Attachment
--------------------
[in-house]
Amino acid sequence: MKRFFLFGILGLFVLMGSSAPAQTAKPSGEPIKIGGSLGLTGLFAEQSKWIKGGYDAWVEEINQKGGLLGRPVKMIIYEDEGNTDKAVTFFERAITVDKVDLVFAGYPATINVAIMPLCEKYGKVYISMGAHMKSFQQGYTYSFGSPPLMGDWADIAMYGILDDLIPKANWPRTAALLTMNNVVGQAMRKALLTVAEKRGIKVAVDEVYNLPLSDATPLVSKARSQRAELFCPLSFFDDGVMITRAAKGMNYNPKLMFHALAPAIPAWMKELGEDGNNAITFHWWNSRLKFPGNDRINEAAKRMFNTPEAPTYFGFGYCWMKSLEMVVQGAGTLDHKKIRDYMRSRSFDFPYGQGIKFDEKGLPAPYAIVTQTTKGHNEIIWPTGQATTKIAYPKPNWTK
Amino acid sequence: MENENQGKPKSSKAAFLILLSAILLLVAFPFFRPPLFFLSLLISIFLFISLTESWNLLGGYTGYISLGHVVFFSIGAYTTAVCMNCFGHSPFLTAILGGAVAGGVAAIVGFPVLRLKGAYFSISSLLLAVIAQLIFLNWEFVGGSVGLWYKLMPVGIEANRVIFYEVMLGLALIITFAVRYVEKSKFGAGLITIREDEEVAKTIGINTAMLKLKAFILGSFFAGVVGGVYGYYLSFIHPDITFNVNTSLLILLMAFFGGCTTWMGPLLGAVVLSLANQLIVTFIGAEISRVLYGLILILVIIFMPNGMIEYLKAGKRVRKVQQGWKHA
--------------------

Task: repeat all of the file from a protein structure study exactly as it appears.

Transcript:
[in-house]
Amino acid sequence: MKRFFLFGILGLFVLMGSSAPAQTAKPSGEPIKIGGSLGLTGLFAEQSKWIKGGYDAWVEEINQKGGLLGRPVKMIIYEDEGNTDKAVTFFERAITVDKVDLVFAGYPATINVAIMPLCEKYGKVYISMGAHMKSFQQGYTYSFGSPPLMGDWADIAMYGILDDLIPKANWPRTAALLTMNNVVGQAMRKALLTVAEKRGIKVAVDEVYNLPLSDATPLVSKARSQRAELFCPLSFFDDGVMITRAAKGMNYNPKLMFHALAPAIPAWMKELGEDGNNAITFHWWNSRLKFPGNDRINEAAKRMFNTPEAPTYFGFGYCWMKSLEMVVQGAGTLDHKKIRDYMRSRSFDFPYGQGIKFDEKGLPAPYAIVTQTTKGHNEIIWPTGQATTKIAYPKPNWTK
Amino acid sequence: MENENQGKPKSSKAAFLILLSAILLLVAFPFFRPPLFFLSLLISIFLFISLTESWNLLGGYTGYISLGHVVFFSIGAYTTAVCMNCFGHSPFLTAILGGAVAGGVAAIVGFPVLRLKGAYFSISSLLLAVIAQLIFLNWEFVGGSVGLWYKLMPVGIEANRVIFYEVMLGLALIITFAVRYVEKSKFGAGLITIREDEEVAKTIGINTAMLKLKAFILGSFFAGVVGGVYGYYLSFIHPDITFNVNTSLLILLMAFFGGCTTWMGPLLGAVVLSLANQLIVTFIGAEISRVLYGLILILVIIFMPNGMIEYLKAGKRVRKVQQGWKHA